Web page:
The government will ramp up the budget for provinces by more than $276 million next year to provide high quality and efficient services to the public, an increase of 32.28 percent from this year’s budget.
Public Functions Minister Pich Bunthin yesterday said at a workshop on the Formulation of 2020 Annual Work Plan and Budget that the expenditure is in line with the move to transfer more responsibility to local governments.
“This reform programme aims specifically to advance the system of governance to accomplish the strategic goal of boosting economic growth, job opportunities and equity more efficiently,” he said.
Mr Bunthin noted that 2020 is the second year of the government’s reform programme aimed at transiting Cambodia to an upper-middle income country in 2030 and a high-income country in 2050.
“Increasing the budget is a part of a programme to make sure that public services focus on people to improve their capacity to deal with issues though programmes which are transparent,” he said. “Public services must be implemented professionally and with flexibility.”
The Council of Ministers on October 28 approved a draft bill to allocate $8.23 billion for next year’s national budget.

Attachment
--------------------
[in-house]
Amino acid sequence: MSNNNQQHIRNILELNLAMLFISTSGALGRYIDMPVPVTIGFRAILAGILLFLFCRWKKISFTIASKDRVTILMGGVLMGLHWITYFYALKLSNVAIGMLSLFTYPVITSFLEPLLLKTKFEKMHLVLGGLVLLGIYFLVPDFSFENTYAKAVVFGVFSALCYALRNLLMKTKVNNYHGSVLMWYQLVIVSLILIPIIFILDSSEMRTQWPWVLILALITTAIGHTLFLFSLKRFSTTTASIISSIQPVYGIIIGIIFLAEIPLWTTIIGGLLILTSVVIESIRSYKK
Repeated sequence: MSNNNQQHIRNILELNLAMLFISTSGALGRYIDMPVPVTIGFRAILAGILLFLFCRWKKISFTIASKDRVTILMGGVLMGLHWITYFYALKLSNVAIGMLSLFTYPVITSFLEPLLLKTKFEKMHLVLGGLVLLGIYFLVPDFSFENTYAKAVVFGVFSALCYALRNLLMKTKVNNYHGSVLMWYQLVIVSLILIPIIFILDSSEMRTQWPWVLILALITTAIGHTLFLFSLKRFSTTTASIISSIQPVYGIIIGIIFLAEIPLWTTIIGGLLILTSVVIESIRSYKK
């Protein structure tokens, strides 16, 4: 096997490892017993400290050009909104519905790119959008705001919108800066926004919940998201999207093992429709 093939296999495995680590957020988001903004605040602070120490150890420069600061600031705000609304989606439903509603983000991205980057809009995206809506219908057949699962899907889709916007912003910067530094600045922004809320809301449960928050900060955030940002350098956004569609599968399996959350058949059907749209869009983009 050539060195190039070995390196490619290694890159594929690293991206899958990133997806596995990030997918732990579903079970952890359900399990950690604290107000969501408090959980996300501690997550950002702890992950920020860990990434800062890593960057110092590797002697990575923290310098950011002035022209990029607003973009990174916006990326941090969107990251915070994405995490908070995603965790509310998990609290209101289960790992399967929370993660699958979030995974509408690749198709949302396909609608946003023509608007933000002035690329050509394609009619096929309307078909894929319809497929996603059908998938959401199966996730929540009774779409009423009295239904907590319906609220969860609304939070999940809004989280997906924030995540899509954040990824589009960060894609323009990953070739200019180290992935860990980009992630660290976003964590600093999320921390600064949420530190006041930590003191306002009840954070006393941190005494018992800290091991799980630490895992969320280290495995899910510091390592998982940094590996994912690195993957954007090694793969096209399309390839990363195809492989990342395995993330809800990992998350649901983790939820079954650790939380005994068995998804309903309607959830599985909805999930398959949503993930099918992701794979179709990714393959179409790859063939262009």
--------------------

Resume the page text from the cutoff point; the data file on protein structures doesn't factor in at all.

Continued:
About $620 million would be allocated for general administration, an increase of two percent when compared to this year.
Additionally, the social affairs sector would receive $1.94 billion, an increase of 8.6 percent, while the economic sector would receive $1.81 billion, up by 10.7 percent.
About $1.18 billion will go to defence, security, and public order next year, an increase of 8.3 percent from 2019.
San Chey, executive director of the Affiliated Network for Social Accountability, yesterday lauded the increased budget for the provincial authorities, but warned that there should be good governance at the local level.
He cautioned that failure to do so will lead to a rift between the local authority and the public.
“We are in favour of this increased budget but we are worried about the communication between the local authorities and people on how it should be used for programmes,” Mr Chey said. “The authorities should hold dialogues with the public on development projects.”
He noted that while there have been improvements at the commune level on services such as issuing birth or marriage documents, there is still corruption when providing licences for building projects or producing vehicle number plates.
“In some cases, people are unable to apply for such licences directly and hire middlemen, some of whom engage in corruption with officials and this harms the government’s reputation,” he added.
Mr Chey noted that the service delivery system at the local level is still weak and needed to be more responsive to the needs of people and society.
“In order to build good governance, the government needs to work with NGOs to build up the capacity of authorities at the district and commune levels,” he said.
In August, the CPP’s Central Committee said that the implementation of public services still does not meet the party’s election vow to improve them.